Whether from a guilt-inducing charity or time share “opportunity,” junk mail sent via snail mail comes across as particularly odious and tone deaf. It feels like someone literally put a postage stamp on trash and sent it your way with nothing more than a message reading, “Hey, could you throw this out for me?” The more elaborate the junk, the more bewildering it feels to receive. Because someone actually put a lot of effort into making sure this carefully constructed garbage made it to you in perfect condition. And the culmination of his or her efforts, along with all the resources it took to get into your hands—all of it goes down the chute. After feeling bad about this enough times, the guilt runs out and instead turns to anger. How can we allow this unnecessary evil go on in society? What kind of monsters choose to go into this line of work? How dare these people force you to take part in their immoral ways—without even asking?
The Ludum Dare game Unsolicited answers all your rage-fueled questions and more. Created in 48 hours by Lucas Pope, the same man who made you sympathize with the monsters manning an immigration border in Papers, Please, Unsolicited offers more bureaucratic grunt work that in actuality serves as a window into the lives of the most hated workers in the world. Through the monotony of gameplay and pressure imposed by a quota, you learn to see the human being behind the garbage that appears in your mailbox everyday.
Unsolicited begins on an altruistic note. Sure, you’re working for a scummy junk mail company. But since you’re sending out charity donation request forms, isn’t it all for the greater good? Then the debt collection notice forms come in, taking away the thin reasoning you might’ve had to justify your actions. You are not the unsung hero of a larger, heroic effort. You are a cog in a soulless corporate machine churning out garbage that you might as well send to a land fill instead for all the good it does.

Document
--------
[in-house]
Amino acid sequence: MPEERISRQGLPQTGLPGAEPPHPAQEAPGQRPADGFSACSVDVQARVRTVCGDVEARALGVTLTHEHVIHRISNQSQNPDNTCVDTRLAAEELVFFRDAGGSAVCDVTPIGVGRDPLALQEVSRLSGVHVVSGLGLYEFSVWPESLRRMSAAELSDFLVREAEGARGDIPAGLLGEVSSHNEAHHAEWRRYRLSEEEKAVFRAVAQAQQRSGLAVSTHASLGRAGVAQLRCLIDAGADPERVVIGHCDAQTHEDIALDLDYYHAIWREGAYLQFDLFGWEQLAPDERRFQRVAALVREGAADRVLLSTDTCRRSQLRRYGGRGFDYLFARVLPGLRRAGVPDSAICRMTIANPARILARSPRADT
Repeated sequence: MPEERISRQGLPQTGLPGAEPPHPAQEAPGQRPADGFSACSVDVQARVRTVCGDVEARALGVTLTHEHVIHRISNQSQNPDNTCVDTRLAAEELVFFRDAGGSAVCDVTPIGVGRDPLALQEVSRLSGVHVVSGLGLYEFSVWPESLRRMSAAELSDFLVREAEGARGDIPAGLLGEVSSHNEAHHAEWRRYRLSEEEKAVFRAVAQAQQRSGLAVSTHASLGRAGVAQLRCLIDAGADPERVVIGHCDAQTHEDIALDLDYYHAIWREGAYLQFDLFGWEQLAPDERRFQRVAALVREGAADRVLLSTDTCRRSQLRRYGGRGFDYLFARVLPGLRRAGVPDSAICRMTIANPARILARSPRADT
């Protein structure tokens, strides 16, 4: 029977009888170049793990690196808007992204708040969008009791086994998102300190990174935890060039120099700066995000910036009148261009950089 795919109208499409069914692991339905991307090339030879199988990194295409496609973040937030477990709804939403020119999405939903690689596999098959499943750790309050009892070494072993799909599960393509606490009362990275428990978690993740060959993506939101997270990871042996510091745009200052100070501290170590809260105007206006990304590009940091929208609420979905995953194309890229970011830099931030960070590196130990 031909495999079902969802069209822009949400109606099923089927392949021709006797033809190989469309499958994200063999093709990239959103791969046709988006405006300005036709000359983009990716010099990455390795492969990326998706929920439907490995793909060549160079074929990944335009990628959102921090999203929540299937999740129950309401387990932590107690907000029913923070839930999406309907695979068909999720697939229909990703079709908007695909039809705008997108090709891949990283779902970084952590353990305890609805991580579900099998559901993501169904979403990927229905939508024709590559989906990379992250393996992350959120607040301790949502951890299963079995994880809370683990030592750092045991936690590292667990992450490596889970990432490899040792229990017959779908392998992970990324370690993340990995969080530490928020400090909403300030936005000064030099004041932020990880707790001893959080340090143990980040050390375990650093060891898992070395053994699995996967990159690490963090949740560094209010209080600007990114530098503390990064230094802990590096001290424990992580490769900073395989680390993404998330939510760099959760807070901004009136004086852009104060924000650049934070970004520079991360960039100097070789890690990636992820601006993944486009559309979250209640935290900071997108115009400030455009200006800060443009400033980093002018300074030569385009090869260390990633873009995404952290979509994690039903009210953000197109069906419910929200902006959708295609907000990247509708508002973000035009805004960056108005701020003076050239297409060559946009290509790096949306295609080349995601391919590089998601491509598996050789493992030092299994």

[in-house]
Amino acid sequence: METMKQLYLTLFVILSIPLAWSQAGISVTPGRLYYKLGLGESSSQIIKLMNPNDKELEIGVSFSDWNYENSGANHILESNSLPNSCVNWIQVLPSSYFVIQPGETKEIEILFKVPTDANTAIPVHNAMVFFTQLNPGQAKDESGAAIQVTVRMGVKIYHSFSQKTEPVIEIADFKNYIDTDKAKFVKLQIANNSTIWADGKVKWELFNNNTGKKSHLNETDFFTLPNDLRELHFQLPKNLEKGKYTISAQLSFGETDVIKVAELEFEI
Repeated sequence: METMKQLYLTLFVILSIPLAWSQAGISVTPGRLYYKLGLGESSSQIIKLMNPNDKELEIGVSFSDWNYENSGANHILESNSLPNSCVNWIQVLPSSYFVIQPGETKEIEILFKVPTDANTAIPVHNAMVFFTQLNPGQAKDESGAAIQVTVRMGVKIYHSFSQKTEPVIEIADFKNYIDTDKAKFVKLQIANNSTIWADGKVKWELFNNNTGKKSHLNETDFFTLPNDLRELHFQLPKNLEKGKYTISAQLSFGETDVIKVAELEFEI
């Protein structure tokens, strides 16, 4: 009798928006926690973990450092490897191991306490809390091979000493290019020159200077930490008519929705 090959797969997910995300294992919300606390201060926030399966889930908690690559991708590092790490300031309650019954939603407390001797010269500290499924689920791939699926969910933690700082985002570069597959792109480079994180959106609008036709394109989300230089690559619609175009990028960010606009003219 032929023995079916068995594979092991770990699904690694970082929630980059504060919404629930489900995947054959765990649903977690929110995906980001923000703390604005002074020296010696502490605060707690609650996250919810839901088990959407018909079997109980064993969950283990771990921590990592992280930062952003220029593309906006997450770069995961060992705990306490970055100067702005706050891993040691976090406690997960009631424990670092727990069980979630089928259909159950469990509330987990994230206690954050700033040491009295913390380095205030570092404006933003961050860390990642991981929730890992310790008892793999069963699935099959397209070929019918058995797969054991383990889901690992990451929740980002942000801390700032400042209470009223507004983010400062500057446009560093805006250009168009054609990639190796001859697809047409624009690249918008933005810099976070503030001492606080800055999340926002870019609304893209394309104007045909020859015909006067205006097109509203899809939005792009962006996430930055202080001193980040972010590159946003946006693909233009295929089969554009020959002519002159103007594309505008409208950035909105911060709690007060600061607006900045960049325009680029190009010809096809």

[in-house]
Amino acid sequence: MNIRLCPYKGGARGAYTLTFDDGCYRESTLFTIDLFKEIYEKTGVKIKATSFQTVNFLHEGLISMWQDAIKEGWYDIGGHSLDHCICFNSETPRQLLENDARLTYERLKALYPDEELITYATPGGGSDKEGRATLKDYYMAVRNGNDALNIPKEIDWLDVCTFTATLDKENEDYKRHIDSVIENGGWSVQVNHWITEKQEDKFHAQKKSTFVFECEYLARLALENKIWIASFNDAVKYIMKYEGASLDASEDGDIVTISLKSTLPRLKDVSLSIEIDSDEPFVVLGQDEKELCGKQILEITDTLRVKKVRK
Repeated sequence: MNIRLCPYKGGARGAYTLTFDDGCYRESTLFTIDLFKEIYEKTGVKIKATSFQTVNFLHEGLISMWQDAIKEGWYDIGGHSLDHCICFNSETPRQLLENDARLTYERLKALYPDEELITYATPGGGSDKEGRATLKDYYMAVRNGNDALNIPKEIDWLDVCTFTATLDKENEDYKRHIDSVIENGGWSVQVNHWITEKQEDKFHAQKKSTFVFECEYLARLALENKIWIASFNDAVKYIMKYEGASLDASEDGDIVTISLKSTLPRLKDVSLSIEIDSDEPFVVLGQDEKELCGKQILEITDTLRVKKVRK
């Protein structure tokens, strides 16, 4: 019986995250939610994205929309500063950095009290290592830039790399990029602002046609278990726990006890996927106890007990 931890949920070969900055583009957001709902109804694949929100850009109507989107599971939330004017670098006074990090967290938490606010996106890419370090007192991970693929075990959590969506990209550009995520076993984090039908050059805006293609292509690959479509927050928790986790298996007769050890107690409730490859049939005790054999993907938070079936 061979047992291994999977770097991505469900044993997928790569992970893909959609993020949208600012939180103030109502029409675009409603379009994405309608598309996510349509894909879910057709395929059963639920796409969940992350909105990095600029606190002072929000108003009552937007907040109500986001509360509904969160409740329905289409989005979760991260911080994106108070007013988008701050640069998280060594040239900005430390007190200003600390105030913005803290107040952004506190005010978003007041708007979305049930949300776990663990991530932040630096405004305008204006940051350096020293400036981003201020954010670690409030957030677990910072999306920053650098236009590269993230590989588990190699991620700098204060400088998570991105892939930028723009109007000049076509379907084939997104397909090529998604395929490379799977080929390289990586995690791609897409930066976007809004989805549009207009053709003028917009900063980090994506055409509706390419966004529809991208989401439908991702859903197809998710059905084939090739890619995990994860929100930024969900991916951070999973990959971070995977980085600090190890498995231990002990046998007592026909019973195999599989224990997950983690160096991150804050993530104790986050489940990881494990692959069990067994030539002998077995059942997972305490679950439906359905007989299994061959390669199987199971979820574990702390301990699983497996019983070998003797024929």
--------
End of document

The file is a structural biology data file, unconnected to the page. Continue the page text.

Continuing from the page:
While Papers, Please put you under the thumb of a communist regime, Unsolicited crushes your soul beneath much more recognizable evils. Capitalist America is the ultimate devil here, demonstrating how different societies pick their poisons. Anyone who’s ever worked for a brand will recognize the bullshit verbiage of a company veiling greed as harmless ambition and moxie. “Continue with a focus on excellence, care, and filing out forms,” reads your progress report upon completing a level. Then, after succeeding in the proceeding level, the report encourages you to instead focus on “filing forms, care, and then excellence.” It’s the kind of mincing of words only an HR department would care wasting their energy correcting. And the company’s assertion that “these are the peaks which ACME was destined to climb” sounds less like moxie and more like a mantra justifying fascism.